Setting Up Your GoPro Webcam (Mac Users)
GoPro Mac Webcam: Step-by-Step
- Update your camera manually to the latest update.
- Download GoPro Desktop Utility Software and install it.
- You should now see a new icon in your status bar, that’s the GoPro icon.
- Connect your camera via a USB-C cable. The GoPro icon should now show a blue dot, which means that the camera is successfully connected. (As we mentioned in the Windows Section, it is preferable that your USB-C cable outputs more than 500mA current, so your GoPro battery won’t be drained, using a USB 3.0 port, is also recommended)
- Click the GoPro icon and then click the Show Preview to see if everything looks the way you want it.
- You can switch between Mirror and Flip.
- Open your webcam application and select GoPro as your webcam. When the GoPro starts recording, you will see a red dot on the GoPro icon.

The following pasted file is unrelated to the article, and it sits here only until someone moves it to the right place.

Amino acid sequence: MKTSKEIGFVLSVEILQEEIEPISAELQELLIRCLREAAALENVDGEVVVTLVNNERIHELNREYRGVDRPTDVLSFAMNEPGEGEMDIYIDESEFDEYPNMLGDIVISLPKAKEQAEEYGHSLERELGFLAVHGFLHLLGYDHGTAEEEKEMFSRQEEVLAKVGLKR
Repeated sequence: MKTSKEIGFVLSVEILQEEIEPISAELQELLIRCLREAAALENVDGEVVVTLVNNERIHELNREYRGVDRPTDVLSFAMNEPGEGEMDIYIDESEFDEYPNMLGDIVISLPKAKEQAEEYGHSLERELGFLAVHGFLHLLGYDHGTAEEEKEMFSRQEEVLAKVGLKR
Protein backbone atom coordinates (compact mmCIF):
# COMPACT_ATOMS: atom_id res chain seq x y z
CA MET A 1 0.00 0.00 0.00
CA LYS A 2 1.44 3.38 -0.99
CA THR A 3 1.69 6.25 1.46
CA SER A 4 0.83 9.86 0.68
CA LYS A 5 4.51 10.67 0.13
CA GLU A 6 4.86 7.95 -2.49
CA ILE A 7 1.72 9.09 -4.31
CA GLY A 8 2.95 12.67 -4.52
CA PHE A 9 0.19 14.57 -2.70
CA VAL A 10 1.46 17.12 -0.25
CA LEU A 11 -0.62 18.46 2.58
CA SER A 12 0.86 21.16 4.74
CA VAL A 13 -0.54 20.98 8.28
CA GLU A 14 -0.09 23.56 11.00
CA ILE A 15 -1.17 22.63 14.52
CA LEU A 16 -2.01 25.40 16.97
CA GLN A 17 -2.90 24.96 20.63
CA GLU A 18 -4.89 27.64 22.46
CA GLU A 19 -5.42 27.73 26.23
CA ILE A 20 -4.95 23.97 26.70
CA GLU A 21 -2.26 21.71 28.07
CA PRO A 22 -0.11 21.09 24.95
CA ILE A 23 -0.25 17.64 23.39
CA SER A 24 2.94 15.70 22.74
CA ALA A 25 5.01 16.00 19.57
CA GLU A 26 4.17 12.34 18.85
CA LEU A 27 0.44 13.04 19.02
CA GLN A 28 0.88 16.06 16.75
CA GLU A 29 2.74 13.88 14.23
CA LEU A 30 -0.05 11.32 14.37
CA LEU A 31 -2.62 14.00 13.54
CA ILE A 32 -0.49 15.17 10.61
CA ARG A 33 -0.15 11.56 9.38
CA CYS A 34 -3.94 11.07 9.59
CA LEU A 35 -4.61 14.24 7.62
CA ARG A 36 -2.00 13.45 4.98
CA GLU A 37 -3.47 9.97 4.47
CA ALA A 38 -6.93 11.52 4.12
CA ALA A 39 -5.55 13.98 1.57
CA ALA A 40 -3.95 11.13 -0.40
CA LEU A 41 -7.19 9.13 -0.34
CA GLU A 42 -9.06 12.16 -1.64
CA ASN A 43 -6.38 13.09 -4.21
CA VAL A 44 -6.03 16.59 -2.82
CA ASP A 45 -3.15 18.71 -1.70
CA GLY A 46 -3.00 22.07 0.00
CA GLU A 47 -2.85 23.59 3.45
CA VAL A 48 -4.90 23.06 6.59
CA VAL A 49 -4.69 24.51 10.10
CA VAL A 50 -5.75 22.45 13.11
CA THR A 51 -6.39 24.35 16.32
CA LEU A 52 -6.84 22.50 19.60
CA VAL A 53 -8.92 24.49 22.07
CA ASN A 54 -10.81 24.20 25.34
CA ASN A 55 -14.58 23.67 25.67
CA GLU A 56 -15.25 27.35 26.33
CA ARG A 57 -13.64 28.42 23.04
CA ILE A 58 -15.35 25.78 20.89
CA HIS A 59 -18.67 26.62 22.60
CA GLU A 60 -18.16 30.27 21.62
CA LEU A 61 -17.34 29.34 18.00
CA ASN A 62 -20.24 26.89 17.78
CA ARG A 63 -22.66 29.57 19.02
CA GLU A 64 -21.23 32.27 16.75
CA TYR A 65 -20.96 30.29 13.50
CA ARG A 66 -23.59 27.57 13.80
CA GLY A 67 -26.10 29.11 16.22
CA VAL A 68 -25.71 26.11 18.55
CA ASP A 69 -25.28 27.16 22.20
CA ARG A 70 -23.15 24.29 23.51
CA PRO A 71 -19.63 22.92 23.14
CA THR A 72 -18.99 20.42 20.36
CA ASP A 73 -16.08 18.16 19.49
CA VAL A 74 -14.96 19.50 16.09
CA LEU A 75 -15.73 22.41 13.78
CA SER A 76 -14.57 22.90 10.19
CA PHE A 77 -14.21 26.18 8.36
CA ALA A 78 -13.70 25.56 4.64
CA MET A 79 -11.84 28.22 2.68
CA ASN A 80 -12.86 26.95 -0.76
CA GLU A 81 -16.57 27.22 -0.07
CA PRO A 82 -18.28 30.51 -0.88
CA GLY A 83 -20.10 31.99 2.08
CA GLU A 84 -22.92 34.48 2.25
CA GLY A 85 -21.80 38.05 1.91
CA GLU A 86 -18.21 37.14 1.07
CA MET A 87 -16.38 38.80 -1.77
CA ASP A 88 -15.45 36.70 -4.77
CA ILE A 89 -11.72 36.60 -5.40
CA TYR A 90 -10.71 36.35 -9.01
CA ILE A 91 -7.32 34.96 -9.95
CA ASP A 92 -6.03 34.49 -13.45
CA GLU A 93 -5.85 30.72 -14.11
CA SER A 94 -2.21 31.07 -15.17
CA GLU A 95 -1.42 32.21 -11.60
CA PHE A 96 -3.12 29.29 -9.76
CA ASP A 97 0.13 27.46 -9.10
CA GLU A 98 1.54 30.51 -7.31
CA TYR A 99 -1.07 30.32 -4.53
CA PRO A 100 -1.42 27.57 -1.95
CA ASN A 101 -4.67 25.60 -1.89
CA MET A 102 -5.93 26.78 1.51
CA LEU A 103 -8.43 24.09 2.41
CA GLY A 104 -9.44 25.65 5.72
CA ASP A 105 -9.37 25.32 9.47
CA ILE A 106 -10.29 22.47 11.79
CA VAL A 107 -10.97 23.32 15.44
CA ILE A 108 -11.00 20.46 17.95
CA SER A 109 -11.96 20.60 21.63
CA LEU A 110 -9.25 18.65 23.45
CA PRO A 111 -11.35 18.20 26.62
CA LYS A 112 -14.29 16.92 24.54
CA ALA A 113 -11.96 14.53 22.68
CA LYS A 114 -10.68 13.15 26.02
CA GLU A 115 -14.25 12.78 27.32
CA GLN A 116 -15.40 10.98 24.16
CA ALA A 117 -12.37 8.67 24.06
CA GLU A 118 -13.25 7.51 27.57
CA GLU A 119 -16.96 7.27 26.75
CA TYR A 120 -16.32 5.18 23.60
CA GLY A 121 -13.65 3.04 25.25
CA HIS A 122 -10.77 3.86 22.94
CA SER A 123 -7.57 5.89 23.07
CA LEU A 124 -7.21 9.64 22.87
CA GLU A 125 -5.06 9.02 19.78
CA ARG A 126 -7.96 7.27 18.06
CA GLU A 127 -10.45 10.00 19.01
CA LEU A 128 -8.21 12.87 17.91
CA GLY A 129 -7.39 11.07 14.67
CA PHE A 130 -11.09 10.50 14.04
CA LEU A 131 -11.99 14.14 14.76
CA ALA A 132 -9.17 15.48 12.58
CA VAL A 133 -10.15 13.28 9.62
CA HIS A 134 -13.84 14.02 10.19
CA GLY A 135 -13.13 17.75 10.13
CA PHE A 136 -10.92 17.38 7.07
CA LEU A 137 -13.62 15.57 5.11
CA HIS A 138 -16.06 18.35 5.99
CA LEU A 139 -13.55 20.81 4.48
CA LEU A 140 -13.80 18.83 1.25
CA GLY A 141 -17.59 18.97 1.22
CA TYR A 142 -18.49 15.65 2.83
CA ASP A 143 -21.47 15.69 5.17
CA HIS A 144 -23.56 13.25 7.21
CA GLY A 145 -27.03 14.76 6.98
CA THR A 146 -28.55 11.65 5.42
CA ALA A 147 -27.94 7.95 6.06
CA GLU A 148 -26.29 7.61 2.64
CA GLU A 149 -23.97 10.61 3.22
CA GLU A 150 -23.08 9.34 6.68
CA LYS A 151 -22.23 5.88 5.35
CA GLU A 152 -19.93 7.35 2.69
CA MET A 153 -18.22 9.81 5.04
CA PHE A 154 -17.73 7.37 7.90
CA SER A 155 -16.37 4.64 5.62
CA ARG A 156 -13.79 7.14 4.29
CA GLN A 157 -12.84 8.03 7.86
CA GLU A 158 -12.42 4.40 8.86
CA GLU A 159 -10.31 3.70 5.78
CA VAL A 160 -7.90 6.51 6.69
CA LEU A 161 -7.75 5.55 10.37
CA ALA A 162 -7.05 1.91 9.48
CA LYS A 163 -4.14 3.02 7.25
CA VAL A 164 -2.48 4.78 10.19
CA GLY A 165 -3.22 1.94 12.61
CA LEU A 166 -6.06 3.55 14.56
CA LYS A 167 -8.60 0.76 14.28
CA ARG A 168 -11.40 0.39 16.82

Setting up your camera using HDMI Dongle
This method is a little more complicated than it is with HERO8 and HERO9, but it is still great that older GoPro cameras have this capability. The biggest downside is that you will require to buy an HDMI Dongle, which may cost more than it would buy a cheap Webcam.
Cameras that support this method: HERO8 Black, HERO7 Black, HERO6 Black, HERO5 Black, or HERO4 Black
- A GoPro Camera(Obviously)
- HDMI-to-Micro HDMI Cable
- HDMI-to-USB video converter
- USB Charging cord
- A GoPro mounting(Optional)
Recommended by GoPro HDMI-to-USB Video converters are Magewell and Elgato Cam Link 4K. They enable streaming at 1080p 60fps which means that you will get the most out of your GoPro camera.
There isn’t an official GoPro software for this method, but the setup for this method is done through the software you are looking to stream in. Some examples include :
- Microsoft Teams
- And Others.
The setup itself isn’t complicated and it is done rather quickly.
Setting up your camera
- Turn the camera on
- Swipe down and go to Preferences
- Scroll down and select the Input/Output setting
- Select HDMI Output and change it to “Live”